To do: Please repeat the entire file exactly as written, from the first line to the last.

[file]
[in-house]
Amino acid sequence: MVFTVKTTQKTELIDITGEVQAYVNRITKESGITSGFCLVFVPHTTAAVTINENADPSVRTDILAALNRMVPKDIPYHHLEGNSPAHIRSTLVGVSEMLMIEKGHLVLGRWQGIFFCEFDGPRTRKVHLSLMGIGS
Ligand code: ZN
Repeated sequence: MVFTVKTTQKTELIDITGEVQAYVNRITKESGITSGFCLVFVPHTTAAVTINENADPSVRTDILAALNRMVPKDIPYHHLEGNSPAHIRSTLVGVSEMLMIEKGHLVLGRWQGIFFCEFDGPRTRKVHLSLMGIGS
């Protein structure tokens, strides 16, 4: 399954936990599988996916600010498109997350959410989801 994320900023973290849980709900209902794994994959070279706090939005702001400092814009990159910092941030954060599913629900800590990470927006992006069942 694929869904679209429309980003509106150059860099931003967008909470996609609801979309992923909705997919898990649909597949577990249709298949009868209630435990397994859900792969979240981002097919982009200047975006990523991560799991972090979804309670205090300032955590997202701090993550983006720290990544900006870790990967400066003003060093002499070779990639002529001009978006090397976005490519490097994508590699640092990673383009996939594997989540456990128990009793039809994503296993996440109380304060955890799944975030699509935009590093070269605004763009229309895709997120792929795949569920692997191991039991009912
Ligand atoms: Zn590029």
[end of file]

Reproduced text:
[in-house]
Amino acid sequence: MVFTVKTTQKTELIDITGEVQAYVNRITKESGITSGFCLVFVPHTTAAVTINENADPSVRTDILAALNRMVPKDIPYHHLEGNSPAHIRSTLVGVSEMLMIEKGHLVLGRWQGIFFCEFDGPRTRKVHLSLMGIGS
Ligand code: ZN
Repeated sequence: MVFTVKTTQKTELIDITGEVQAYVNRITKESGITSGFCLVFVPHTTAAVTINENADPSVRTDILAALNRMVPKDIPYHHLEGNSPAHIRSTLVGVSEMLMIEKGHLVLGRWQGIFFCEFDGPRTRKVHLSLMGIGS
């Protein structure tokens, strides 16, 4: 399954936990599988996916600010498109997350959410989801 994320900023973290849980709900209902794994994959070279706090939005702001400092814009990159910092941030954060599913629900800590990470927006992006069942 694929869904679209429309980003509106150059860099931003967008909470996609609801979309992923909705997919898990649909597949577990249709298949009868209630435990397994859900792969979240981002097919982009200047975006990523991560799991972090979804309670205090300032955590997202701090993550983006720290990544900006870790990967400066003003060093002499070779990639002529001009978006090397976005490519490097994508590699640092990673383009996939594997989540456990128990009793039809994503296993996440109380304060955890799944975030699509935009590093070269605004763009229309895709997120792929795949569920692997191991039991009912
Ligand atoms: Zn590029």